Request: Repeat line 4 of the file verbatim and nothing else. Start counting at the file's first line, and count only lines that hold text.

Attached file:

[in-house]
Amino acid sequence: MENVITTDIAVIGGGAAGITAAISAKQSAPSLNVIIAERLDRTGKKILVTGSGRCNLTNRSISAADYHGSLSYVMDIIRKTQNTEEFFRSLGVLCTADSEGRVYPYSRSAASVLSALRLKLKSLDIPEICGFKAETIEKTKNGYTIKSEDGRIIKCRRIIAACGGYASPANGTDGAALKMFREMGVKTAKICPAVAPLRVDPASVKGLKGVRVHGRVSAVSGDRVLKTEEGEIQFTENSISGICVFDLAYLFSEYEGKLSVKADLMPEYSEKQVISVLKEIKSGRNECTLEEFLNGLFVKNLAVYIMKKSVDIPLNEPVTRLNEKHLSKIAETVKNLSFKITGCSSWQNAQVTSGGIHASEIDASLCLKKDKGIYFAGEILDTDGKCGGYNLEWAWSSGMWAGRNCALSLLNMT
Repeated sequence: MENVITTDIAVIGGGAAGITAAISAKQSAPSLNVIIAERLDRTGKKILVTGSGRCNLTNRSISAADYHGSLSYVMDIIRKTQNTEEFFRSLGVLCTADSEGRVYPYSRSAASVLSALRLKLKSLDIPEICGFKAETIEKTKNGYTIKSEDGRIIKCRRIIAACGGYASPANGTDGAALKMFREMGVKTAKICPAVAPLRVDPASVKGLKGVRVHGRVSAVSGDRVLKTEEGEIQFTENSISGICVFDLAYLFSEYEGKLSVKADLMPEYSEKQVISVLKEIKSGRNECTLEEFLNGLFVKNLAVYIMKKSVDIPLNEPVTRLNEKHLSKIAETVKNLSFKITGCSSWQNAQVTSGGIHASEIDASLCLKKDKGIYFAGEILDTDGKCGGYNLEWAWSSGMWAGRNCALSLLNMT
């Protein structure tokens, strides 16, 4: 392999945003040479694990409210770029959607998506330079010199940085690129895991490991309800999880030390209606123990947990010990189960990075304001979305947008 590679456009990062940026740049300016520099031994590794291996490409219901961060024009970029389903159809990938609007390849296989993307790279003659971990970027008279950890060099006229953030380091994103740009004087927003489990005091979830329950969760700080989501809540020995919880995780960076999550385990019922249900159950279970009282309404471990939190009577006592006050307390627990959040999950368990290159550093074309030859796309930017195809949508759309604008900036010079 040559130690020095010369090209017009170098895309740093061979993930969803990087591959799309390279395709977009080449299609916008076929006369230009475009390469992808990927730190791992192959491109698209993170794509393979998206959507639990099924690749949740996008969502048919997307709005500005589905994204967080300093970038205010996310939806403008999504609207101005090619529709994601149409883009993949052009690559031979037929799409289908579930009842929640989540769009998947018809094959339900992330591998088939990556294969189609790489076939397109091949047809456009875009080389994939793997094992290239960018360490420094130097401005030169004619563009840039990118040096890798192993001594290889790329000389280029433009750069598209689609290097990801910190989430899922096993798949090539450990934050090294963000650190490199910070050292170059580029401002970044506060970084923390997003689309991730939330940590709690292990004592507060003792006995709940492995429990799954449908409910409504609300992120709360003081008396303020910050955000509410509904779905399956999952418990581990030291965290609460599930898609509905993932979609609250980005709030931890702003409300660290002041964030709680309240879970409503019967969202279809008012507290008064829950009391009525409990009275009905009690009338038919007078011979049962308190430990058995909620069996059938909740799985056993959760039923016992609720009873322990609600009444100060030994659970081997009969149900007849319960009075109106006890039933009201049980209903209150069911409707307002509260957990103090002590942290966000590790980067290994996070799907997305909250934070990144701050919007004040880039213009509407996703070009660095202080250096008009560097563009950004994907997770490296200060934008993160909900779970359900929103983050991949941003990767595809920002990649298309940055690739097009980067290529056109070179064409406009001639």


């Protein structure tokens, strides 16, 4: 392999945003040479694990409210770029959607998506330079010199940085690129895991490991309800999880030390209606123990947990010990189960990075304001979305947008 590679456009990062940026740049300016520099031994590794291996490409219901961060024009970029389903159809990938609007390849296989993307790279003659971990970027008279950890060099006229953030380091994103740009004087927003489990005091979830329950969760700080989501809540020995919880995780960076999550385990019922249900159950279970009282309404471990939190009577006592006050307390627990959040999950368990290159550093074309030859796309930017195809949508759309604008900036010079 040559130690020095010369090209017009170098895309740093061979993930969803990087591959799309390279395709977009080449299609916008076929006369230009475009390469992808990927730190791992192959491109698209993170794509393979998206959507639990099924690749949740996008969502048919997307709005500005589905994204967080300093970038205010996310939806403008999504609207101005090619529709994601149409883009993949052009690559031979037929799409289908579930009842929640989540769009998947018809094959339900992330591998088939990556294969189609790489076939397109091949047809456009875009080389994939793997094992290239960018360490420094130097401005030169004619563009840039990118040096890798192993001594290889790329000389280029433009750069598209689609290097990801910190989430899922096993798949090539450990934050090294963000650190490199910070050292170059580029401002970044506060970084923390997003689309991730939330940590709690292990004592507060003792006995709940492995429990799954449908409910409504609300992120709360003081008396303020910050955000509410509904779905399956999952418990581990030291965290609460599930898609509905993932979609609250980005709030931890702003409300660290002041964030709680309240879970409503019967969202279809008012507290008064829950009391009525409990009275009905009690009338038919007078011979049962308190430990058995909620069996059938909740799985056993959760039923016992609720009873322990609600009444100060030994659970081997009969149900007849319960009075109106006890039933009201049980209903209150069911409707307002509260957990103090002590942290966000590790980067290994996070799907997305909250934070990144701050919007004040880039213009509407996703070009660095202080250096008009560097563009950004994907997770490296200060934008993160909900779970359900929103983050991949941003990767595809920002990649298309940055690739097009980067290529056109070179064409406009001639």